Media reports of State interventions to stifle press freedoms in Uganda is quite telling. Despite greater promises of liberty offered by technological innovation, these new media platforms have now become fresh targets for regulatory control. The matter came up in 2019 in an interview with Moses Watasa, the Commissioner Communication and Information Dissemination at the Ministry of Information, Communications Technology and National Guidance.

He said: “The President launched the extension of the internet to West Nile and Kitgum. That cannot be a government that is seeking to restrict communication because we are extending the National Backbone Infrastructure so people can use the internet.”

The government’s infrastructure investment means at least in theory, that there is an increased access to the internet and new media in underserved communities. However this is – in equal terms, undermined by heavy handed regulation by UCC among other interventions by the State. 

It is not the State but elements within State. We had meetings with the Ministry of Internal Affairs, Ministry of Security, the IGP, the CDF; we spoke through these things and we were asking, can’t we resolve these cases where individual policemen or soldiers rough-up journalists? They were saying this was regrettable and remember, the CDF and IGP went to the Uganda Media Centre and issued an apology. UCC went overboard possibly, but the beauty of Uganda is that we have redress mechanisms,” Watasa claimed in defense of the commission.

Another common feature of public discourse regarding media freedoms in Uganda, is the allegation levelled against journalists of “abuse” of media freedoms, therefore justifying state intervention to regulate this right. Moses Watasa goes on to rehash justification for heavy handed regulation by UCC, as being done to enforce standards, attacking the unethical practice of bribery from sources.

“The media itself is not perfect. There are journalists who pick money from sources. As a Ministry, we prefer to counsel and train them. The media in Uganda is still young, it’s not like other professions, even though there are many people practicing. But if you went by the Press and Journalism Act and its definition of a journalist, we would have to send many of them home,” Watasa said. However, this remains a contentious issues as freedom of expression is not just a preserve of journalists, but a universal right for everyone, driven especially by the recent proliferation in citizen journalism.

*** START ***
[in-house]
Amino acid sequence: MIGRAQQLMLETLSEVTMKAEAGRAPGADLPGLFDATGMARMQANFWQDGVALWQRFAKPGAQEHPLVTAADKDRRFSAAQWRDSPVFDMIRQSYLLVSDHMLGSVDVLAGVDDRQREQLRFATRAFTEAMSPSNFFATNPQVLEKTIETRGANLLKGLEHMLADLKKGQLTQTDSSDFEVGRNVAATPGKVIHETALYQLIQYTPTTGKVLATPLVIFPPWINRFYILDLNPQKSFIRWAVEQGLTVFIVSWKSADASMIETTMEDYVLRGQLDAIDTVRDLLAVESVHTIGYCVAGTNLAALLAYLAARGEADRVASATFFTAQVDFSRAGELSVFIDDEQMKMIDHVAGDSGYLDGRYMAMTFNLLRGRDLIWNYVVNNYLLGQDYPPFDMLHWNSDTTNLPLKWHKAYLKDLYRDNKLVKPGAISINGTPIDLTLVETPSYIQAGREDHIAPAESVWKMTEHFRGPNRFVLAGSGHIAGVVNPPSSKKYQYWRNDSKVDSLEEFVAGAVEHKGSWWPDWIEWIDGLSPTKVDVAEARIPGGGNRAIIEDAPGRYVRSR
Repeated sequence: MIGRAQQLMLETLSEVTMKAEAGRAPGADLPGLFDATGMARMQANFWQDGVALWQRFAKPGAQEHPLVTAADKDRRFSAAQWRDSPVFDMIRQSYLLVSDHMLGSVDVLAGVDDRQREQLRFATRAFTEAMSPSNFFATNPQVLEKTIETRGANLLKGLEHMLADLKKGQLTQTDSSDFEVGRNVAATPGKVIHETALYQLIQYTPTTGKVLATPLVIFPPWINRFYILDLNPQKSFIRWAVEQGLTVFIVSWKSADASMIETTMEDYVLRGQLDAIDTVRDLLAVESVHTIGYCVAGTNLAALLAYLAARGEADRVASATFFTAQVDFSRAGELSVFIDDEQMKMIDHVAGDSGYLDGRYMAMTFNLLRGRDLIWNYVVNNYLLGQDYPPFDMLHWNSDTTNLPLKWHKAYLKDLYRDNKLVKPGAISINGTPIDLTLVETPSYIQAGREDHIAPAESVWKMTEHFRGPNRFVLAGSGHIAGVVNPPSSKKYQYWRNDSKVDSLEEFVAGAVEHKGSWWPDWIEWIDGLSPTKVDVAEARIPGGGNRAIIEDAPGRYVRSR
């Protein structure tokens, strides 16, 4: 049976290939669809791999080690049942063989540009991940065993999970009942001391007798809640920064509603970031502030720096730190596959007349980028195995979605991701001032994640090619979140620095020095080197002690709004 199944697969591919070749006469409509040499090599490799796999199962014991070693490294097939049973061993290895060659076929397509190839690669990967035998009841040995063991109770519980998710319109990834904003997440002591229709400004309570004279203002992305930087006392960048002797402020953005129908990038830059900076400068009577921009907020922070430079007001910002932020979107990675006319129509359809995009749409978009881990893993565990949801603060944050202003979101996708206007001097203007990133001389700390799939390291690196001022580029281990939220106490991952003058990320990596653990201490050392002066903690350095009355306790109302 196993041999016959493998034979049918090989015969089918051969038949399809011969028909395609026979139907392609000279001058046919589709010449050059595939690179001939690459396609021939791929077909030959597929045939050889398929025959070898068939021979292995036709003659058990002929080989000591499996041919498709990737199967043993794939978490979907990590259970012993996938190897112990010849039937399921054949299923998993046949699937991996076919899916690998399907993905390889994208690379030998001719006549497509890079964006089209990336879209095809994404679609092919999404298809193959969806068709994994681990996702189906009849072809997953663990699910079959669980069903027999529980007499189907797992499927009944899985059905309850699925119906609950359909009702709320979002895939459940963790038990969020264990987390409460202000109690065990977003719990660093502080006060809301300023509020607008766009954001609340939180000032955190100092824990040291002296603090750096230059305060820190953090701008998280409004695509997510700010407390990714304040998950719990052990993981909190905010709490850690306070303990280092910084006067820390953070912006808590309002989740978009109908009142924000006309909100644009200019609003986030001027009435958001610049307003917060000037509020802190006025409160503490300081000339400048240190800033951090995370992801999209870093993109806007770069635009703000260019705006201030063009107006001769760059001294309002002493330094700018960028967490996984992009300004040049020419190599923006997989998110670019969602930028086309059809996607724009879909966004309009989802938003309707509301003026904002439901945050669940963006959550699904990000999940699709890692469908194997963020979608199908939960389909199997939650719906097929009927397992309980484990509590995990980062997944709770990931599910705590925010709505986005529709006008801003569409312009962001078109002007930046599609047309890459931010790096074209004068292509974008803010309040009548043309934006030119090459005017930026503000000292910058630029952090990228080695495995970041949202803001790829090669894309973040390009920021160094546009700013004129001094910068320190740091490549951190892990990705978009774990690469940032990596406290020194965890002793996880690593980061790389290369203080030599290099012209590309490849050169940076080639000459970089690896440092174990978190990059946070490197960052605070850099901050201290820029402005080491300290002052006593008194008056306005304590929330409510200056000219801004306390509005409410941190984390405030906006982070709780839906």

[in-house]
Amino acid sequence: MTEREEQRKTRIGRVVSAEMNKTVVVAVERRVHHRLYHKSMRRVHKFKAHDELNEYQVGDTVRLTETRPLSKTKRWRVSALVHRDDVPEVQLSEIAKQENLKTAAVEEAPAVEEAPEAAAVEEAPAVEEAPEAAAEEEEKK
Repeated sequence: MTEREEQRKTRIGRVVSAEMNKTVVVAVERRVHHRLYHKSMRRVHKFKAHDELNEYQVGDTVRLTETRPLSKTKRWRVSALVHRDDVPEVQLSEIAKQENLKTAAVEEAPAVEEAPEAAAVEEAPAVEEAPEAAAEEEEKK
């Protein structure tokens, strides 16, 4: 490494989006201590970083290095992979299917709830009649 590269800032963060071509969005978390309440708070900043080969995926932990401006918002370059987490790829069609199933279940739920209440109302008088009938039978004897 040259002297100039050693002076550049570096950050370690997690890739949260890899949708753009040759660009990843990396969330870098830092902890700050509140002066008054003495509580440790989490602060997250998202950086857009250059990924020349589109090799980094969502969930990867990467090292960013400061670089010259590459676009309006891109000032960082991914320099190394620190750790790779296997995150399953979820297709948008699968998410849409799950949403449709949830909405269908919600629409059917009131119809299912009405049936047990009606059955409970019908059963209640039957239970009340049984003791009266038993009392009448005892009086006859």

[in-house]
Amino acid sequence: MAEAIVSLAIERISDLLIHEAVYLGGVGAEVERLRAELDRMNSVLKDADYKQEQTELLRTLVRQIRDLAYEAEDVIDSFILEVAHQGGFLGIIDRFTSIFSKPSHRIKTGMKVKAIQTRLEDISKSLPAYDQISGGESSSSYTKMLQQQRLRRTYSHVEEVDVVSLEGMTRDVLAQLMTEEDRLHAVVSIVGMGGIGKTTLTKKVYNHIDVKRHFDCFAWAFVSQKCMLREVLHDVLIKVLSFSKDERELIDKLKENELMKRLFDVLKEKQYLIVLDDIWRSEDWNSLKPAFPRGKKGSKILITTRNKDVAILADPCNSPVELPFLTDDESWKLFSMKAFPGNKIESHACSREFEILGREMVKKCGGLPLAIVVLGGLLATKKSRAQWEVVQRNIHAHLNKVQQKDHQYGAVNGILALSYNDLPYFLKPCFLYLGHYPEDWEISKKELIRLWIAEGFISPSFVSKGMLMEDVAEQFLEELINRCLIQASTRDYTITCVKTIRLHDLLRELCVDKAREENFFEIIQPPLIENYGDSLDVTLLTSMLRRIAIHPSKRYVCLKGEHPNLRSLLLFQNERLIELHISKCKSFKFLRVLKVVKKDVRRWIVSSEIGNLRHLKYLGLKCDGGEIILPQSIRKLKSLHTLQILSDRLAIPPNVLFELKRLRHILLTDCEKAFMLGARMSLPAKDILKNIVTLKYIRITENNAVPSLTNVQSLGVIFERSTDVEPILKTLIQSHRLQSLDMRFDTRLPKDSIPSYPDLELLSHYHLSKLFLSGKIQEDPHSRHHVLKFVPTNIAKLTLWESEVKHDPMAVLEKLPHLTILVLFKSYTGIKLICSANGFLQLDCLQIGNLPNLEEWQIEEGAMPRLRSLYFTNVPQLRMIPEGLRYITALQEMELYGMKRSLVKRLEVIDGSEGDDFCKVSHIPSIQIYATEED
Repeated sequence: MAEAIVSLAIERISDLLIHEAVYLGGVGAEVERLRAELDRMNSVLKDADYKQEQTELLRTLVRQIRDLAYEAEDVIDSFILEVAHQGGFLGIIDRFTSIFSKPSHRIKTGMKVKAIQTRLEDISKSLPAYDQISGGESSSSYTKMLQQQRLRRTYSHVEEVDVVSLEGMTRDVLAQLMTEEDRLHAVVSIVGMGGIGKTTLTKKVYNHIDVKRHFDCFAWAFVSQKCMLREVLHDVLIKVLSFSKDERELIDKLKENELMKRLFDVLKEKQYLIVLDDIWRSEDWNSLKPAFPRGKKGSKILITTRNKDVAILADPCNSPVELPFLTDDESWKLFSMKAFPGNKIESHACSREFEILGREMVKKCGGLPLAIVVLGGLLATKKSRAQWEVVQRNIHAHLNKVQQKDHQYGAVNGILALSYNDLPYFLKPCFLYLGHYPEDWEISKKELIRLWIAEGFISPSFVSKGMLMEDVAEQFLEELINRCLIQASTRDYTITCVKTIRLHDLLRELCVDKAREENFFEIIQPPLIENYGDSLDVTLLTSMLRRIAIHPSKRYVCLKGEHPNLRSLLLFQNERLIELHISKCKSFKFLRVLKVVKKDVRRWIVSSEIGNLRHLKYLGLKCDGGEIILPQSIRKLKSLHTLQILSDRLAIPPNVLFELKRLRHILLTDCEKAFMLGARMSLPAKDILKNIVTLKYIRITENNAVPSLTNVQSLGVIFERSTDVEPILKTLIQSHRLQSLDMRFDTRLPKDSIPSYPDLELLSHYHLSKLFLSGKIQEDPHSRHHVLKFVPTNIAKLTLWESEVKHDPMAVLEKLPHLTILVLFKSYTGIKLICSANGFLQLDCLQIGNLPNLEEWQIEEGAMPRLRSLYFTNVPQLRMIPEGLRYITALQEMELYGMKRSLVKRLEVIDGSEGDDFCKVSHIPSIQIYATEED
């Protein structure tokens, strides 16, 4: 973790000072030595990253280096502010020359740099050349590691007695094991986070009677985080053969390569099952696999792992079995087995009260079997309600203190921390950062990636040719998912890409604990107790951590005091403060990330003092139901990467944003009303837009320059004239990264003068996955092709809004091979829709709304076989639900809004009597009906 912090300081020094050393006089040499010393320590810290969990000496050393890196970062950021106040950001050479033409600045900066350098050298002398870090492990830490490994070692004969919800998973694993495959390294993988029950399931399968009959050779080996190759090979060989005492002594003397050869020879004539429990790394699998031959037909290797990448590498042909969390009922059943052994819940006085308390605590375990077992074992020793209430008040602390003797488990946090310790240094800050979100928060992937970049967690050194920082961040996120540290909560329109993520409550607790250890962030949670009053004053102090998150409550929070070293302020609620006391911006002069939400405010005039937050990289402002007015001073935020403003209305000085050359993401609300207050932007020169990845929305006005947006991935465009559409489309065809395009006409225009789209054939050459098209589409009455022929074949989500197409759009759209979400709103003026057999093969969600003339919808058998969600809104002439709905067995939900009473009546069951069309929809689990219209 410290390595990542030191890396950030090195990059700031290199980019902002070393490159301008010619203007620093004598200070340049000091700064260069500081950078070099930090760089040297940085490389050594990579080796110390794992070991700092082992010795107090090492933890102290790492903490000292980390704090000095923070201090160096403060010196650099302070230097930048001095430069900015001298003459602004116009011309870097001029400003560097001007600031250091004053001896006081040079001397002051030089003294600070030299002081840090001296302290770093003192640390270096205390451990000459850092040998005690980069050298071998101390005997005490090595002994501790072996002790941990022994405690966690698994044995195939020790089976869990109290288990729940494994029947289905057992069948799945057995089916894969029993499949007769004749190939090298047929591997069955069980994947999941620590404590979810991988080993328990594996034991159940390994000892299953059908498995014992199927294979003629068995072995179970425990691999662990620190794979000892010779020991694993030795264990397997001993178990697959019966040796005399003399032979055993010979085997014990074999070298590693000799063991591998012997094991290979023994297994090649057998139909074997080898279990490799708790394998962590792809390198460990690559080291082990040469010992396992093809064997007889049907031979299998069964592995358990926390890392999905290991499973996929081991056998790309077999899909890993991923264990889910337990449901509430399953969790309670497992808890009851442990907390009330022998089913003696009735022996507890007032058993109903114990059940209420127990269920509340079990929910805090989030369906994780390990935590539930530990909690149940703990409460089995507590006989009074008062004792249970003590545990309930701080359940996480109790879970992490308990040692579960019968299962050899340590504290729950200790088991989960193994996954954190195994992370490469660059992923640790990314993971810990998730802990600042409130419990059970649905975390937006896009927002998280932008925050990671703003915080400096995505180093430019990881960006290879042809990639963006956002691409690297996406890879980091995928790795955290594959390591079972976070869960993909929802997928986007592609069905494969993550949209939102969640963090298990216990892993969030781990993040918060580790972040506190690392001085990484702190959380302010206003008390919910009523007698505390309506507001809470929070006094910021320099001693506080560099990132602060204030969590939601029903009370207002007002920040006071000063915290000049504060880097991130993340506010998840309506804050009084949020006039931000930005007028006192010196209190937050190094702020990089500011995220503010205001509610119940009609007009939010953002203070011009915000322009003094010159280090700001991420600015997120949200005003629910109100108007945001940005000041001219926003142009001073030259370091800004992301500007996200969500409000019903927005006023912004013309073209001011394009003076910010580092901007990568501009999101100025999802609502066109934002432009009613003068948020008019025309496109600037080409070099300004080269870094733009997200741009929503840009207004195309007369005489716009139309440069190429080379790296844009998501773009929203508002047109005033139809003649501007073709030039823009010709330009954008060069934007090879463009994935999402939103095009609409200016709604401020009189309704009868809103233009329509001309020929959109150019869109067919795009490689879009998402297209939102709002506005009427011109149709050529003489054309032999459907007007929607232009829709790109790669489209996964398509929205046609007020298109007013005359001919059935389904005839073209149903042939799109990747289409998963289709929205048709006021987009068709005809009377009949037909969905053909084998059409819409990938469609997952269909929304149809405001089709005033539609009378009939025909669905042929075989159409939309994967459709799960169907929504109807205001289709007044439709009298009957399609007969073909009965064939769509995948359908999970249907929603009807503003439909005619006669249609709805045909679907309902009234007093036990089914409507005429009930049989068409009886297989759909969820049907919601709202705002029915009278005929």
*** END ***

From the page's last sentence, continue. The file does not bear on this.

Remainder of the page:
Among the many proposals made in the Press Freedom Index by the Human Rights Network – HRNJ-U in their 2021 report, a case is made for media self-regulation as the best alternative to regulation by the State. Self-regulation of the media industry through professional bodies, associations, in-house editorial policies and codes of conduct; a practice that is is internationally commended for its self-correcting mechanism, promotes media freedoms, credibility and public trust. Without state interference with media independence that would undermine media’s ability to call for accountability.

Part of the proposals that had been made by the UCC, was giving accreditation and license to “professional” journalists, that would be renewable annually. The HRNJ-U report denotes that accreditation of journalists should be left alone to the media fraternity, as is the practice in democracies around the world. 

In a 2019 interview with HRNJ-U, Robert Sempala the Executive Director expressed the view that UCC’s adversarial approach to regulation constraints media freedom in Uganda.

“We think that UCC is not on track, we think that it is usurping powers of other bodies, we also think that it is restricting and controlling the media. It is supposed to regulate media to grow and not be seen to curtail media freedom. It is what it is actually doing on a day to day basis. We only have heard so much about UCC when it is moving against the media, we have not seen UCC’s presence especially where we need to professionalize or when we need to grow the media or where we need to fight impunity.” He noted.

Reflecting on the state of media freedoms in Uganda in 2022 in relation to 2019, there is evidence that State actors remain among  the biggest threats to media freedoms. This is primarily through intimidation, violence and over regulation that stymies media freedom. In response, the media continues to insist on self regulation even as engagements with institutions such as Parliament are yet to yield remedies that would ensure accountability for abuses of the rights of journalists.